Kentucky Coxes

Illinois Coxes


Welsh Cox y-dna


Littleberry & William Cox

Littleberry & Charley Cox

William & Charles Cox

Molly & Sally Cox

Faris & Coxes

Jones & Coxes

Jones & Cockes

Palmers & Coxes

Reeses & Coxes

French Huguenots

Mystery of Sally Ready

Humane Values

Books by Floyd R Cox

240 Years in America

by Floyd R. Cox

At about age ten, William Cox arrived at Jamestown, James Island, Virginia, on a ship called “Godspeed” in 1609. Over the next ten generations, he passed his male y-dna from father to son down to Caswell “Cass” McClure Cox (who died in 1961) and his son, Clifford Cox (who died in 1971) and are both buried at Earl Park Cemetery, Benton County, Indiana (as in TABLE 13 of “Illinois Coxes”). Another branch came down ten generations to Currin Cox living on the west coast who has taken a y-dna test.

Y-dna Haplogroup R1b1

Currin matches the y-dna of a descendant of Claiborne Cox who died in Goochland County, Virginia, in about 1860-70. These descendants of the immigrant, William Cox, belong to y-dna haplogroup R1b1.

Hopefully, other researchers will attach other surnames to these ten generations to illustrate how long other families have been in the country.

Another William Cox (1692-1767) married Catherine Kinkey (a granddaughter of Augustine Herman) and arrived at the William Penn Settlement in Pennsylvania thus becoming a Quaker. His family removed to North Carolina after 1753 and established the William Cox Settlement. It is believed by some that three of William’s grandsons, Anthony, Adam and James Cox, received land after 1836 in Hutton Township, Coles County, Illinois, near Charleston, Their descendants are listed at findagrave.com (Wiley Brick Cemetery as in TABLE 3; See tab “Illinois Coxes” on the left). Anthony’s great grandson, Clifford Cox, along with his brother, Churchill, was buried at Riverview Cemetery, in Marseilles, LaSalle County, Illinois.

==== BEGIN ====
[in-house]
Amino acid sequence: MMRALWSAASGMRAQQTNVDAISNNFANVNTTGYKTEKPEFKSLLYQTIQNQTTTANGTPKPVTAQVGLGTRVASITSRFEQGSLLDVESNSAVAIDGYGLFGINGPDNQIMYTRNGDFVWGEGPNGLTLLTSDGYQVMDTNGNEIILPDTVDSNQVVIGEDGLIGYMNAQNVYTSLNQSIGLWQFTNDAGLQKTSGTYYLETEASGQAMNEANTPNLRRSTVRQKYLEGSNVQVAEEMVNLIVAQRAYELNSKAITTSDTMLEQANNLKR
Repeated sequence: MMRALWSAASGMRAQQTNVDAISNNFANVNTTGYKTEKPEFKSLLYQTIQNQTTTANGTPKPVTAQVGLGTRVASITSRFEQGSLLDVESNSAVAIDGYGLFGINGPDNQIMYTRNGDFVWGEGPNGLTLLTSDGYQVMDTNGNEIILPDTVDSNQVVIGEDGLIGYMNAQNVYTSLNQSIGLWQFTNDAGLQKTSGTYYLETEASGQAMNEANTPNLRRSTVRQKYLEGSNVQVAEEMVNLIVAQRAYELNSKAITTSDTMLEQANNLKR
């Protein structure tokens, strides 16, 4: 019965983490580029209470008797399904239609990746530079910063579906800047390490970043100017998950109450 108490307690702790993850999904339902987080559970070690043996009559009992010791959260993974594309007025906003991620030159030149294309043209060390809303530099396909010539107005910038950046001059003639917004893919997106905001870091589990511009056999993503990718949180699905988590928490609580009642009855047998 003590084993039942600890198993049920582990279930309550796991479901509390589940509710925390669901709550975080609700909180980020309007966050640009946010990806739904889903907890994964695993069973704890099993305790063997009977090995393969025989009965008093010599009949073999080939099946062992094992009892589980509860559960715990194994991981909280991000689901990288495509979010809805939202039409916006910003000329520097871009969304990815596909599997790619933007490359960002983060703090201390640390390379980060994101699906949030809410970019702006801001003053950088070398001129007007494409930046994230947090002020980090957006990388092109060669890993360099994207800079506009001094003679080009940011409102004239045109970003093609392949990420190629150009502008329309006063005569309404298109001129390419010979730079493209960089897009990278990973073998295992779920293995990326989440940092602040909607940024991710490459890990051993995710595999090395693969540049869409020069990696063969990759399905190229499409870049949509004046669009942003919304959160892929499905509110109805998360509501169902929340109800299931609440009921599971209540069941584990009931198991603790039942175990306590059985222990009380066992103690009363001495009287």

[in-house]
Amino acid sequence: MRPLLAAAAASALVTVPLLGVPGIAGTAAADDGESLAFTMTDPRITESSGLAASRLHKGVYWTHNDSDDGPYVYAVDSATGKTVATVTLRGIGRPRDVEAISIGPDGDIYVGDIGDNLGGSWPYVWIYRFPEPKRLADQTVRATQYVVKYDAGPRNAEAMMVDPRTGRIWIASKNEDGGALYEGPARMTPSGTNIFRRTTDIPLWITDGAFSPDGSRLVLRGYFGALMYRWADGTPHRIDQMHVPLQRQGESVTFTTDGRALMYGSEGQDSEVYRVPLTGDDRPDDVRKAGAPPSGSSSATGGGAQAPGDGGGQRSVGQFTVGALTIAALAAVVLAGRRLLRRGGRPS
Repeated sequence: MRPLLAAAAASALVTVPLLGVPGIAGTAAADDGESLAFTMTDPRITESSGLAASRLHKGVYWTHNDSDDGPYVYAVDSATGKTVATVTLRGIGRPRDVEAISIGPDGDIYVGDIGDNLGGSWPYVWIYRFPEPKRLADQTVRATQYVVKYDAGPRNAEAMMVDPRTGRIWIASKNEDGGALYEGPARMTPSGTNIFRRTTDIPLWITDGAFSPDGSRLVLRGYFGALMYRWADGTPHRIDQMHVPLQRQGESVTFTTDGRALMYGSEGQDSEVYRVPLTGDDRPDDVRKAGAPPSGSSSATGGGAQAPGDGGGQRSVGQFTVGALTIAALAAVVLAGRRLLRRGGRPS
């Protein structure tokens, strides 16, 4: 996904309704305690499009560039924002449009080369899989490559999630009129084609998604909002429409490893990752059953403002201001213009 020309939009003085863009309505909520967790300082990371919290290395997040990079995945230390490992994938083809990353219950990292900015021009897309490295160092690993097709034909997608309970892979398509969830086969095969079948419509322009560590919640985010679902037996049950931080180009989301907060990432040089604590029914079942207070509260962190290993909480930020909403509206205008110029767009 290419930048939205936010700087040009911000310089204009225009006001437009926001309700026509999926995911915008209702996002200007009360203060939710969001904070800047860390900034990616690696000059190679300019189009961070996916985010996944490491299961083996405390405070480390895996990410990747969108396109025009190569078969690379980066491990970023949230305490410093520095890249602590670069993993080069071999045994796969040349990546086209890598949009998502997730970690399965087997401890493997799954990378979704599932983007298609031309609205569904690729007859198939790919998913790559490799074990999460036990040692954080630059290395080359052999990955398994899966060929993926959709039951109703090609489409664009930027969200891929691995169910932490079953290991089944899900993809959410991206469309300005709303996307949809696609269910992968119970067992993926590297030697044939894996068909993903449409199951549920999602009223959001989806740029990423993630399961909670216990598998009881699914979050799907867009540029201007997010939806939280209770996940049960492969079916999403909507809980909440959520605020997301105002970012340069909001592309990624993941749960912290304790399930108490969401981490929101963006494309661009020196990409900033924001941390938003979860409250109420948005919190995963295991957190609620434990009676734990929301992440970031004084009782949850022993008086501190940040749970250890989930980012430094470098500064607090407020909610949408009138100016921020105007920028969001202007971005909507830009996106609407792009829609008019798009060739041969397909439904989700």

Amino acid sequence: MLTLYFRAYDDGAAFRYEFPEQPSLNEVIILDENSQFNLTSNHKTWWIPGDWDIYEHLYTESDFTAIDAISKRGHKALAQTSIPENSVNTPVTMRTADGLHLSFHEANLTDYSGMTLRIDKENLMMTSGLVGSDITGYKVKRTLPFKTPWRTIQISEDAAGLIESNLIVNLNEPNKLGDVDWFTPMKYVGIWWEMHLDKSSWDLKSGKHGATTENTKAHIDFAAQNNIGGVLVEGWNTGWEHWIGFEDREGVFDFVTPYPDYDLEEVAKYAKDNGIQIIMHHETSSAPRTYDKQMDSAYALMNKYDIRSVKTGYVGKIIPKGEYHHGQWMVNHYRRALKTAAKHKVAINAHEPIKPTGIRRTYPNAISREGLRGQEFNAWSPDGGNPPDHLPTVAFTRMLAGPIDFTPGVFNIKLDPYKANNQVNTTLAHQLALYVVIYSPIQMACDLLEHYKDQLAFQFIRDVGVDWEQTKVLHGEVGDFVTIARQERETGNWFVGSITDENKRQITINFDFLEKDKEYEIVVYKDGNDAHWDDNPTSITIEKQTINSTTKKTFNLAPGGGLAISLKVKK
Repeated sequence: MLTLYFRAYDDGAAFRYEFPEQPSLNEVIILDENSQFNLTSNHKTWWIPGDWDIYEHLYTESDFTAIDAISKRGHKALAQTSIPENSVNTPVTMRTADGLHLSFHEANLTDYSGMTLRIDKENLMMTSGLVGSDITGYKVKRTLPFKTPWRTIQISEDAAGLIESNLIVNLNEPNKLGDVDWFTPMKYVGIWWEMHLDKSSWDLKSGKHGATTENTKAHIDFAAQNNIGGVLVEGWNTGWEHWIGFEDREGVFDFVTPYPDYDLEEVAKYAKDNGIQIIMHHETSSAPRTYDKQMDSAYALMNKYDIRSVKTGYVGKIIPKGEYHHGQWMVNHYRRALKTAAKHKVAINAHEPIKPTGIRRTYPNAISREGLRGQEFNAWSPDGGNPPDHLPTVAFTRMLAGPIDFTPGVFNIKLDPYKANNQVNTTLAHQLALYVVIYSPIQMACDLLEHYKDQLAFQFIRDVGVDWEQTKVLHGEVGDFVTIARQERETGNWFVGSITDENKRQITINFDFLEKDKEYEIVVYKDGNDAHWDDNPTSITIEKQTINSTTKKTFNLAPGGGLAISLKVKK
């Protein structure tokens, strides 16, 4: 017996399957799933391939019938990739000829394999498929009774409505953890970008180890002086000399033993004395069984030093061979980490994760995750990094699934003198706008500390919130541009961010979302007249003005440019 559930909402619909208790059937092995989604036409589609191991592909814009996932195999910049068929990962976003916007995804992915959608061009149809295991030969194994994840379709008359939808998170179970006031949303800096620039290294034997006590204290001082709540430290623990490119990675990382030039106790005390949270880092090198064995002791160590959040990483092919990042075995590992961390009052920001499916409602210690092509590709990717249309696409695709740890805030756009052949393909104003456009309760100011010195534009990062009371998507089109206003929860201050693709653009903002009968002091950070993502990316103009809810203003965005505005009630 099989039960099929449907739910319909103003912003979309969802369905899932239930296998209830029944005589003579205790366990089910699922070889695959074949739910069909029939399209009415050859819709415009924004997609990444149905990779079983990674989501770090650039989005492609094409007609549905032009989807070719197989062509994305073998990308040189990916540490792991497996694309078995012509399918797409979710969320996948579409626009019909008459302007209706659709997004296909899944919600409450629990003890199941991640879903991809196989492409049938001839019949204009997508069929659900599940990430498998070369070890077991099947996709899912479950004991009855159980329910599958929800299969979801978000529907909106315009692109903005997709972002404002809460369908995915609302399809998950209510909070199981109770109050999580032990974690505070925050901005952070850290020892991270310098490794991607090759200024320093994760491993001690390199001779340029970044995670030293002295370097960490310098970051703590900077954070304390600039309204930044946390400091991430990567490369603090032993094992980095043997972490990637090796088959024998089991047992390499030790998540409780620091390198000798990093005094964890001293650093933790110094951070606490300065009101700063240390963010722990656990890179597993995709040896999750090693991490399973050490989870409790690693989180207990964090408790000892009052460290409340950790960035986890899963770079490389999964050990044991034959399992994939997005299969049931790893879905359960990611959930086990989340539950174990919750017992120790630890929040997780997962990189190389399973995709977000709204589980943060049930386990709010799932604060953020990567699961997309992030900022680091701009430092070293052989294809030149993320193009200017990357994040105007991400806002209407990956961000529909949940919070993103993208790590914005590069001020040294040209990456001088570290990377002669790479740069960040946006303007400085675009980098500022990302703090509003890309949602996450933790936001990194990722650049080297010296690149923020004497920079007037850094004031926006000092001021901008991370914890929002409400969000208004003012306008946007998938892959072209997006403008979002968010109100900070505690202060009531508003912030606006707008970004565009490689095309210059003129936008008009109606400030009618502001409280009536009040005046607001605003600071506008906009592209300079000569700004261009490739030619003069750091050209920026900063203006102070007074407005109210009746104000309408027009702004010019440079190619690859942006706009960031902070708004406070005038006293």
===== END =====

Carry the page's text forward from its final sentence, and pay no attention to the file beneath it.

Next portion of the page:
Some believe that William and Catherine’s son, John Cox, married at the Cox Settlement “out of unity” with the Quaker Meeting, in 1786, and their son, Joel, married Margaret “Peggy” Keenum in Bedford County, Virginia, and became the parents of Catherine Cox of Lafayette, Indiana (Table 5; See tab “Illinois Coxes” on the left). Joel and Peggy are buried at Independence Cemetery, Warren County, Indiana.

Descendants of William and Catherine are also of the haplogroup labeled R1b1.

Solomon, the son of William and Catherine, settled in Ross County, Ohio. (Incidentally, another view is that Joel and Peggy arrived from Campbell County, VA, to Ross County, Ohio, and that Joel’s father was allegedly a John Cox from Germany.)

Y-dna Haplogroup J2a4h2

Perhaps by coincidence, other Coxes buried at Riverview Cemetery were descended from Littleberry Cox and were from Casey and Taylor Counties, next to Jones Chapel Cemetery, Casey County, Kentucky, near Mannsville (See tab “Kentucky Coxes” on the left). These Coxes belong to J2a4h2, which matches my own haplogroup. It’s a small world after all.

Need for Transparency

These settlers stand in sharp contrast to recent immigrants who admire America because they can run for President even though their parents were “tomato pickers” from Cuba, Kenya or Scotland. Surely this could not happen in England. Perhaps the electoral process should require more transparency in displaying the candidates’ roots. This would likely create a clearer picture of just who the real Americans really are. Perhaps some are much more American than others if they have been around for a while. Perhaps the DAR (Daughters of the American Revolution) should also require y-dna evidence that the paper trail is correct.